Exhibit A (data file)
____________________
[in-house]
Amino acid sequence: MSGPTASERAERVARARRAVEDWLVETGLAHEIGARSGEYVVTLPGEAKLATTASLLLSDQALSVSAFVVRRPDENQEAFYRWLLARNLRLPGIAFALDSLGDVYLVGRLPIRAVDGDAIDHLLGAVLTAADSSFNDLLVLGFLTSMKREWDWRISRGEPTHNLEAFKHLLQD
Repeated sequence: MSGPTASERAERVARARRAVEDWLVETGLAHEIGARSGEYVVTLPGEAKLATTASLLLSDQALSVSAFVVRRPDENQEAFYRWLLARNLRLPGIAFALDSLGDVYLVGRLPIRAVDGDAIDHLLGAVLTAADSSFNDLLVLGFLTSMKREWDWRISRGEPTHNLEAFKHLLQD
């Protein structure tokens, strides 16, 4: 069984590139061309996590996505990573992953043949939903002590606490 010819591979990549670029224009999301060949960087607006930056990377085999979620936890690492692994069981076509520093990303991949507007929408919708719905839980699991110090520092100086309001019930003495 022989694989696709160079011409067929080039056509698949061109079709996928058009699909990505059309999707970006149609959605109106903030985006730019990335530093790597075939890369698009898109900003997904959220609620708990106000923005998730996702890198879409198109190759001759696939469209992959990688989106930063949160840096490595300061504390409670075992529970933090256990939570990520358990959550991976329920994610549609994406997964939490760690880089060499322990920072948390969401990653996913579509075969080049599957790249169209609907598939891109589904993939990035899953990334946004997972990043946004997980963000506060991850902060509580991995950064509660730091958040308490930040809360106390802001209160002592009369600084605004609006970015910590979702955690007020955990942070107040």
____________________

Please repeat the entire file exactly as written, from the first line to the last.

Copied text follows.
[in-house]
Amino acid sequence: MSGPTASERAERVARARRAVEDWLVETGLAHEIGARSGEYVVTLPGEAKLATTASLLLSDQALSVSAFVVRRPDENQEAFYRWLLARNLRLPGIAFALDSLGDVYLVGRLPIRAVDGDAIDHLLGAVLTAADSSFNDLLVLGFLTSMKREWDWRISRGEPTHNLEAFKHLLQD
Repeated sequence: MSGPTASERAERVARARRAVEDWLVETGLAHEIGARSGEYVVTLPGEAKLATTASLLLSDQALSVSAFVVRRPDENQEAFYRWLLARNLRLPGIAFALDSLGDVYLVGRLPIRAVDGDAIDHLLGAVLTAADSSFNDLLVLGFLTSMKREWDWRISRGEPTHNLEAFKHLLQD
């Protein structure tokens, strides 16, 4: 069984590139061309996590996505990573992953043949939903002590606490 010819591979990549670029224009999301060949960087607006930056990377085999979620936890690492692994069981076509520093990303991949507007929408919708719905839980699991110090520092100086309001019930003495 022989694989696709160079011409067929080039056509698949061109079709996928058009699909990505059309999707970006149609959605109106903030985006730019990335530093790597075939890369698009898109900003997904959220609620708990106000923005998730996702890198879409198109190759001759696939469209992959990688989106930063949160840096490595300061504390409670075992529970933090256990939570990520358990959550991976329920994610549609994406997964939490760690880089060499322990920072948390969401990653996913579509075969080049599957790249169209609907598939891109589904993939990035899953990334946004997972990043946004997980963000506060991850902060509580991995950064509660730091958040308490930040809360106390802001209160002592009369600084605004609006970015910590979702955690007020955990942070107040």